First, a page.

Yet Lincoln too had his own shortcomings as a moral leader when it came to race. In the Ottawa speech Lincoln said that he had “no purpose to introduce political and social equality between the white and black races,” and that physical differences would “forbid their living together upon the footing of perfect equality,” which was why he continued to support colonization of freed black people. Lincoln wanted to both oppose slavery and remain acceptable to white voters. He supported colonization of freed peopleboth because it was his personal opinion and because he wanted to be elected.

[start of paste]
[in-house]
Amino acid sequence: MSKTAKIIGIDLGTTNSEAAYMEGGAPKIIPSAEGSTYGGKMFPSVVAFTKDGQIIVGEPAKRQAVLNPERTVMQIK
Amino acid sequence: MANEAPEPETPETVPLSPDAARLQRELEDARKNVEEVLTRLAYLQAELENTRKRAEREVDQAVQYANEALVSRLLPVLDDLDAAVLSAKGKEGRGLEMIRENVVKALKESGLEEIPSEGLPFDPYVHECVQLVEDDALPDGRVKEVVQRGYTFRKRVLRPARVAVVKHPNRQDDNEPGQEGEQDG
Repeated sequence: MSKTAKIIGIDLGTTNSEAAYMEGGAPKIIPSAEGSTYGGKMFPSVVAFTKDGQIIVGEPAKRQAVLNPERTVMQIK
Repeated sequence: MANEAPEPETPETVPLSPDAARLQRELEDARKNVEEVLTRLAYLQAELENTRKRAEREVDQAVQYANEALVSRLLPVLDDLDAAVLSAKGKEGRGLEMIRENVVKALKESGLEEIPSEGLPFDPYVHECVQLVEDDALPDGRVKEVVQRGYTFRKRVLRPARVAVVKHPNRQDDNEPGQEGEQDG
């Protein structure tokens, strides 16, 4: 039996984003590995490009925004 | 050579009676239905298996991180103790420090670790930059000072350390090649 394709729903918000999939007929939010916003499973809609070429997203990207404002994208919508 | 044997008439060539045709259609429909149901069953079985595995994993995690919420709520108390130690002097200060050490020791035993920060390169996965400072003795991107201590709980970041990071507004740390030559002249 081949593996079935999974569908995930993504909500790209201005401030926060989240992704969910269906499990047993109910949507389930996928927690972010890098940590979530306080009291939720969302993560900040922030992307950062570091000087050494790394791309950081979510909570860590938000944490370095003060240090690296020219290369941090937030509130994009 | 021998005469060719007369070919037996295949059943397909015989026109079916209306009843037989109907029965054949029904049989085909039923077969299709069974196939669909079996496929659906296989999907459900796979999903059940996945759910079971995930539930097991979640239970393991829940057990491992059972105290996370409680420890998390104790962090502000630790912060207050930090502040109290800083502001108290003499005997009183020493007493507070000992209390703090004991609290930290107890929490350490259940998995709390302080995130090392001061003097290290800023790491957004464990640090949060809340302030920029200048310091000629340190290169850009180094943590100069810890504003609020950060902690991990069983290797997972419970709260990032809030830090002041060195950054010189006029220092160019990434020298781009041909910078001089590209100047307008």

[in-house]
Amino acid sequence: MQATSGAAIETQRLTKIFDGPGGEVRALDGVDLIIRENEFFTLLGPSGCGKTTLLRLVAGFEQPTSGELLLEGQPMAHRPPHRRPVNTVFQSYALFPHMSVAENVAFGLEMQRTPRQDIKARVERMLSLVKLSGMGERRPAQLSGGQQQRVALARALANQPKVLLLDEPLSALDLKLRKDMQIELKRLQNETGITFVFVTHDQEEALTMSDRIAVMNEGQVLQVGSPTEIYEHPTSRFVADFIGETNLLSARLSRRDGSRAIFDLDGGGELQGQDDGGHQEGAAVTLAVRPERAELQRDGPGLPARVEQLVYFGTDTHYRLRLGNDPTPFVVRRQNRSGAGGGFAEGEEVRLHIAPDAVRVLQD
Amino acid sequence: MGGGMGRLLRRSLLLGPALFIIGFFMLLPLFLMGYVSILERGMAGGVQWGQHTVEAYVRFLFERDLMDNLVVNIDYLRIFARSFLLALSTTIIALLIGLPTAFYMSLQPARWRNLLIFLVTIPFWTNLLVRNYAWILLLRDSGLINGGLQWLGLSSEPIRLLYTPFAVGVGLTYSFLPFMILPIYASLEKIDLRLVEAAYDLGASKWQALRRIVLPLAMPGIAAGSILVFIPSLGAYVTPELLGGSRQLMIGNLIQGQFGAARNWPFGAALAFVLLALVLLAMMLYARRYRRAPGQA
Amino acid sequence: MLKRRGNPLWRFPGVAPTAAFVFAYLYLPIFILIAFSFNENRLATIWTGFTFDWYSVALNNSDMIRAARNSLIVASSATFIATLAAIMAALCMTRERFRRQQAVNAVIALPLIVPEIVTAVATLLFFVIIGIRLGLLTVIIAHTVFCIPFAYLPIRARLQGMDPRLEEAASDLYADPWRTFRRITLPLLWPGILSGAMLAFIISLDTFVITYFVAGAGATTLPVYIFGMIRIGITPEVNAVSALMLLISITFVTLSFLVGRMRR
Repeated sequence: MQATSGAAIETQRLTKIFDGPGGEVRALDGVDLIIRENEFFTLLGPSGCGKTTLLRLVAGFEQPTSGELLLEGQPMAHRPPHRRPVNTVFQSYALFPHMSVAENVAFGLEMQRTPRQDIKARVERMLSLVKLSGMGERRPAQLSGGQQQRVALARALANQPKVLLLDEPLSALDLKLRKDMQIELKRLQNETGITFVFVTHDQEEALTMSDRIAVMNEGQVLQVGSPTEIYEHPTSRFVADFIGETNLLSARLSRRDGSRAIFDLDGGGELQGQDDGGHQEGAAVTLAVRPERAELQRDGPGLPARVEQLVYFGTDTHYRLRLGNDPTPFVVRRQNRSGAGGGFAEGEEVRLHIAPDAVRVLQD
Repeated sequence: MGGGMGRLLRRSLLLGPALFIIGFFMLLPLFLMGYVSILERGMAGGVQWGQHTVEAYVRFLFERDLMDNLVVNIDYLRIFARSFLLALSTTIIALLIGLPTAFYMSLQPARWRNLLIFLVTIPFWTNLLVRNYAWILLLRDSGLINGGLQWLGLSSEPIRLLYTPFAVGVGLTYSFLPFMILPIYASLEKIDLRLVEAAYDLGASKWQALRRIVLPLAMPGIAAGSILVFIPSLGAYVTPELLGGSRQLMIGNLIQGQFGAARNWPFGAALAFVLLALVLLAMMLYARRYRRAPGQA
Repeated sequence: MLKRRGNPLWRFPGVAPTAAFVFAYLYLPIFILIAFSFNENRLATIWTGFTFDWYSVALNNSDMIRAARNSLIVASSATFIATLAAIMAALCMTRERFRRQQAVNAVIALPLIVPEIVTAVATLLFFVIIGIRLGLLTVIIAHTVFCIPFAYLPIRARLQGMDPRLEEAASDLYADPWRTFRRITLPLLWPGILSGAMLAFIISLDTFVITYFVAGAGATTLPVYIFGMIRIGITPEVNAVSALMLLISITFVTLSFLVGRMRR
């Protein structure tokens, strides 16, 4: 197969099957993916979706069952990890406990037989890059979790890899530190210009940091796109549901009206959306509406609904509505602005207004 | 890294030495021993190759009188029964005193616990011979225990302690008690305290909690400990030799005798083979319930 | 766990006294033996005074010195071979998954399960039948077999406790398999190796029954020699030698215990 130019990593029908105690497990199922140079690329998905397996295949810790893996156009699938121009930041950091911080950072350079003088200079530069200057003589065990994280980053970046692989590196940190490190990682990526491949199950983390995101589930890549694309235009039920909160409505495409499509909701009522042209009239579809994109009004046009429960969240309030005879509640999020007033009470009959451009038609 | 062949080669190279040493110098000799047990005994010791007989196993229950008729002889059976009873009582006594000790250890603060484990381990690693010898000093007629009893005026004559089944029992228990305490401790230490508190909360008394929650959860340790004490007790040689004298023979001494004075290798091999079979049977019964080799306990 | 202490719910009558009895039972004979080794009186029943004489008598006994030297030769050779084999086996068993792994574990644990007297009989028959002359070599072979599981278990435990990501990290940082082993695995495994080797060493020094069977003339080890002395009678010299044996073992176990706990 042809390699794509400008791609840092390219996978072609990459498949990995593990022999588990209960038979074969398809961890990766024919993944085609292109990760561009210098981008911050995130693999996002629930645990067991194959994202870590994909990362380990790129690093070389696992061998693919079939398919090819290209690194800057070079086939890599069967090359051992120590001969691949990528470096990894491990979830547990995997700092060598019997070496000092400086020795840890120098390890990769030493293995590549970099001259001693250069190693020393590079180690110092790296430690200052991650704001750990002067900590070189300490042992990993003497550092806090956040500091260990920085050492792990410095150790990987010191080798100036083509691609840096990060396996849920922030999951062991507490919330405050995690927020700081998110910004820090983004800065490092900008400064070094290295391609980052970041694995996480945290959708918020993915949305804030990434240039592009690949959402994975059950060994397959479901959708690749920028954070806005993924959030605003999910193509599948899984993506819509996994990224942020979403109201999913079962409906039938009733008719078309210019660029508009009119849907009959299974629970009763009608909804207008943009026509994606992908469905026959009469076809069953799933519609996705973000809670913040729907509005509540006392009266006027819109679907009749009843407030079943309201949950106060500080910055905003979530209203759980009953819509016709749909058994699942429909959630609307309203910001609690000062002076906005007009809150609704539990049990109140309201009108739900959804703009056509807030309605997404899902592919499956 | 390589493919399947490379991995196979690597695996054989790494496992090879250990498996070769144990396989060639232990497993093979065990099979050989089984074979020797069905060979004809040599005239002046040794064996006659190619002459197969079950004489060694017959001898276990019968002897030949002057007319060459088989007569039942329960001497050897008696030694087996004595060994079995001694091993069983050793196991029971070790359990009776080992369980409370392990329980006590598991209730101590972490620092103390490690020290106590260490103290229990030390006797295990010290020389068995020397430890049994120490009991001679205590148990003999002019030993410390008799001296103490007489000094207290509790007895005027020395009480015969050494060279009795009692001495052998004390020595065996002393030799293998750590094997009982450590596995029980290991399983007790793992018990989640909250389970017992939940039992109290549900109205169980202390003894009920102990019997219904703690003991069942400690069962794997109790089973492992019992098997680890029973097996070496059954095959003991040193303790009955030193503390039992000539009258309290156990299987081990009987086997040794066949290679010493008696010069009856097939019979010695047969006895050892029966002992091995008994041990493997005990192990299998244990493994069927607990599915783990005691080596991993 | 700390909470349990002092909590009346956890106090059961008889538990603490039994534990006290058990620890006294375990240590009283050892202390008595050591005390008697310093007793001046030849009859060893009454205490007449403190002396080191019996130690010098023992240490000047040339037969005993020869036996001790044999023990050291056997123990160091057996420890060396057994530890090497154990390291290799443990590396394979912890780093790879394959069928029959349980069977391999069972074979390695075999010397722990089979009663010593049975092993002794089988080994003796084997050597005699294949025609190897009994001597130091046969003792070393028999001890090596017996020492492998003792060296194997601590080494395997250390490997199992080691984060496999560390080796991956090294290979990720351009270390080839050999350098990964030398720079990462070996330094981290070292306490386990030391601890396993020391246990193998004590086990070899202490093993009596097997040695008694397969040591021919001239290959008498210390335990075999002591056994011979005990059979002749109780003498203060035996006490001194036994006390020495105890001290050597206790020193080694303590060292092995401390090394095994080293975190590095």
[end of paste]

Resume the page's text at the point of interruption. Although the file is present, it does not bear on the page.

Yet Lincoln grew over time. “At the time of his death, he occupied a very different position with regard to slavery and the place of blacks in American society” than he did in the late 1850’s, writes Eric Foner. Frederick Douglass, who escaped slavery and became a leader in the abolitionist movement, was often critical of Lincoln. Yet when they finally met in 1863, Douglass said that Lincoln treated him as an equal, “just as you have seen one gentleman receives another.” James Oakes has written that even Frederick Douglass had come to realize the “skill, even the genius it had taken for a politician like Lincoln to maneuver the northern electorate” to accept emancipation and a more enlightened view on race relations. When evaluating Lincoln as a moral leader, one of his greatest attributes was his ability to change as new circumstances and information were presented to him.